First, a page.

Dumfriesshire: A Frontier Region
By (author) Andrew J. McCulloch
Straddling the main western route into Scotland, Dumfriesshire was the focus of successive waves of immigrants from the Stone Agepeople onwards. They were followed by the Beaker people of the Bronze Age, and later the Celts, renowned for their iron-working skills, theirhorsemanship and their militancy. After a brief spell of Roman rule, Dumfriesshire became part of the Cumbrian kingdom of Rheged. Thencame the Northumbrian conquerors, Viking invaders and finally Anglo-Norman settlers. Chief among them was Robert de Brus, who wasgranted the lordship of Annandale, and in 1306 his descendant King Robert Bruce usurped the throne. In an age of turbulence, Dumfriesshirewas the main battleground of the Wars of Independence, a target of repeated English invasions, a prey to reiving, and victim of the sixteenthcenturyreligious wars. With the restoration of peace following the Union of 1707 came land improvement and the development of farming,which would become the mainstay of the region’s economy.This comprehensively researched book demolishes a number of popular myths, and is a highly readable account of a region which can justlybe described as the cockpit of southern Scotland.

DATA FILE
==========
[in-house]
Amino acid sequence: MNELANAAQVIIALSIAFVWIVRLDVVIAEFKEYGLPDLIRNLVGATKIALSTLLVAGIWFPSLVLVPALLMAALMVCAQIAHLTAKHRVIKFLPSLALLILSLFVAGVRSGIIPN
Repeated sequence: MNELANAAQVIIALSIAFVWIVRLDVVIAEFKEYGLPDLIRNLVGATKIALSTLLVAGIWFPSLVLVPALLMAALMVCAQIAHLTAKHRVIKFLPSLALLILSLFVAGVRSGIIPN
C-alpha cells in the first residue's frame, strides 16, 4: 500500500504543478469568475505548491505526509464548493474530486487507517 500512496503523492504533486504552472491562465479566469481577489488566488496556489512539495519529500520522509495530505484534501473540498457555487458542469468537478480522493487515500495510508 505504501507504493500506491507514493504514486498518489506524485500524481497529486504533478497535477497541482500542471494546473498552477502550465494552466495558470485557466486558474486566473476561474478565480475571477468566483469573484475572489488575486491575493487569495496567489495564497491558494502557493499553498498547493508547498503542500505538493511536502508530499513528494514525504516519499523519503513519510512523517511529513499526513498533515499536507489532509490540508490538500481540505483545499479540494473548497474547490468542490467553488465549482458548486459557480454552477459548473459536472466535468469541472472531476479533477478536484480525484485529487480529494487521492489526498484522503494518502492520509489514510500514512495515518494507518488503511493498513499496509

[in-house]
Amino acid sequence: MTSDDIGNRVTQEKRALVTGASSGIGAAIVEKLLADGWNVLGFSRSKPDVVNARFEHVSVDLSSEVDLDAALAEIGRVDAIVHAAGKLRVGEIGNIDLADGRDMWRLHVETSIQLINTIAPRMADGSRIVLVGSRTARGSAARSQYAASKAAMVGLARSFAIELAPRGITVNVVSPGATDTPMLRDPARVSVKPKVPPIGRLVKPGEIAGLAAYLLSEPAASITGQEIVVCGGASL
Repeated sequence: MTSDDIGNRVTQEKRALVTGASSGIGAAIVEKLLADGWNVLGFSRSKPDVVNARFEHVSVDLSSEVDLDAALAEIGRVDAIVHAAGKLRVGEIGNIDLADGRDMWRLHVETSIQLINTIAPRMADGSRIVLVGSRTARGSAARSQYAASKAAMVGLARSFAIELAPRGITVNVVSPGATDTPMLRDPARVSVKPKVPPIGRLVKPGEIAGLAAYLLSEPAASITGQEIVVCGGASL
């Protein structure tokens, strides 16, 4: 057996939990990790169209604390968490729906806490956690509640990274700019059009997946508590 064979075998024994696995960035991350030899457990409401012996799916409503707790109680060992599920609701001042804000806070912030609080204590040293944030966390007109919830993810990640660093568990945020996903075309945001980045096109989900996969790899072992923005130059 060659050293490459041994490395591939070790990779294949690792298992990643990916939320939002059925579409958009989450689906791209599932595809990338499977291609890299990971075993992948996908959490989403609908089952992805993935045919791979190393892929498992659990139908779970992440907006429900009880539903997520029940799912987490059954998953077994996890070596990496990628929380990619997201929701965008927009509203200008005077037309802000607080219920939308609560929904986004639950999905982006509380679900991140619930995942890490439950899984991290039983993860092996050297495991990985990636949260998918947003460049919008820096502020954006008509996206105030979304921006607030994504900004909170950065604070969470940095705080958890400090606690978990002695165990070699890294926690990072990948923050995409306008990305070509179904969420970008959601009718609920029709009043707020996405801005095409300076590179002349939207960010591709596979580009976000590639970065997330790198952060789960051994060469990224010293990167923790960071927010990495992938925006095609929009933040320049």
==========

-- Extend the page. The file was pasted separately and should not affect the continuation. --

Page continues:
Andrew J. McCulloch
A native of south-west Scotland, and member of a long-established local family, Andrew McCulloch graduated in law at EdinburghUniversity. His lifelong interest in history, combined with legal practice, farming, managing his own business, and his residence in Dumfriesshire,has qualified him well to write this comprehensive history of the region. He is the author of several books and articles, including Galloway: ALand Apart, The Feeneys of the Birmingham Post, and Scottish Saga: The Kingship in Eclipse.